Konstantinopel, December 1st...
himself. He rose.He stood upright in complete nakedness before us, and
while trumpets pealed Truth! Truth! Truth! we have no choice left but confess
- he was a woman.
No human being,
since the world began, has ever looked more ravishing. His form
combined in one the strength of a man and a woman's
he stood there, the silver trumpets prolonged their note, as if reluctant
to leave the lovely sight which their blast had called forth; and Chastity,
Purity, and Modesty, inspired, no doubt, by curiosity, peeped in at the
door and threw a garment like a towel at the naked form which, unfortunately,
fell short by several inches. Orlando looked himself up and down in a long
looking-glass, without showing any signs if discomposure, and went, presumably,
to his bath.
We may take
advantage of this pause in the narrative to
make certain statements. Orlando had become a woman - there is no denying
it. But in every other respect, Orlando remained precisely as he had been.
The change of sex, though it altered their future, did not whatever
alter their identity. Their
faces remained, as their portaits prove, practically the same. His memory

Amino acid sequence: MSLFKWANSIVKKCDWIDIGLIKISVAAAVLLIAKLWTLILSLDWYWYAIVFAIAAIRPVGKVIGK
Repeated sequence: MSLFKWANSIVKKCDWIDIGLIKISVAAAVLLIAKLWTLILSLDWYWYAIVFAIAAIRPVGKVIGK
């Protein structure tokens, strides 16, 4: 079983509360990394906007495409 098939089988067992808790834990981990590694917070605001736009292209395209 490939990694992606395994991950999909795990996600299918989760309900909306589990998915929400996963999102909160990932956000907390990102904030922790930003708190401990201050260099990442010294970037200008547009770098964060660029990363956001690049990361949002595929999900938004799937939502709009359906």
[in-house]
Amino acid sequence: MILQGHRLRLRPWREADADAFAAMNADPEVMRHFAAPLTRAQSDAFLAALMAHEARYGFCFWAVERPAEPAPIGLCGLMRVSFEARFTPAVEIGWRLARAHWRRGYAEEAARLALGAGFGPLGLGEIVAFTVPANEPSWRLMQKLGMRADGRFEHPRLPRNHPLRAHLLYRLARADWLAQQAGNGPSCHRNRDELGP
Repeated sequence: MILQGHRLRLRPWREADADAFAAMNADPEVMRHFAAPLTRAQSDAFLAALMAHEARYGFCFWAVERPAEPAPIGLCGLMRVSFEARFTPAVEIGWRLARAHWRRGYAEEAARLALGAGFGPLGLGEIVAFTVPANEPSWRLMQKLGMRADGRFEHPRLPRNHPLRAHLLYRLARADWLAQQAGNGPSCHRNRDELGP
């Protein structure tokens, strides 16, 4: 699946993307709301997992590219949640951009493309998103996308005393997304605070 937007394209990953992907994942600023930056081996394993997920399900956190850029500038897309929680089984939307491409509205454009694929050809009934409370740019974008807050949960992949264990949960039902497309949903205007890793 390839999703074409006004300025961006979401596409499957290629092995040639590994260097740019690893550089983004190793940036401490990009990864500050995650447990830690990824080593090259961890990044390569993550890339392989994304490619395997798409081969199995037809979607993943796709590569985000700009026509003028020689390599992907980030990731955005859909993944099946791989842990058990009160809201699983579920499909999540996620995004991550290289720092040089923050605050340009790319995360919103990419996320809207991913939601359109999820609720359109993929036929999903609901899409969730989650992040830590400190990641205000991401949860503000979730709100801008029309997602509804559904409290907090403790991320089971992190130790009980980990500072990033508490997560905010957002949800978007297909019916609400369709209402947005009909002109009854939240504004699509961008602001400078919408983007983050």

- but in the future we also must, for convention's sake, say "her" for
"his" and she" for "he" - her memory then, went back through all the events
of her past life without encountering any obstacle. Some slight haziness
there may have been, as if a few dark drops had fallen into the clear pool
of memory, certain things had become a little dimmed, but that was all.
The change seemed to have been accomplished painlessly and completely and
in such a way that Orlando herself showed no surprise at it. Many people,
taking this into account, and holding that such a change of sex is against
nature, have been at great pains to prove (1) that Orlando had always been
a woman, (2) that Orlando is at this moment a man. Let biologists and psychologists
Woolf: "Orlando", The Hogarth Press 1928, published in Penguin Books, London
1993, page 97/98.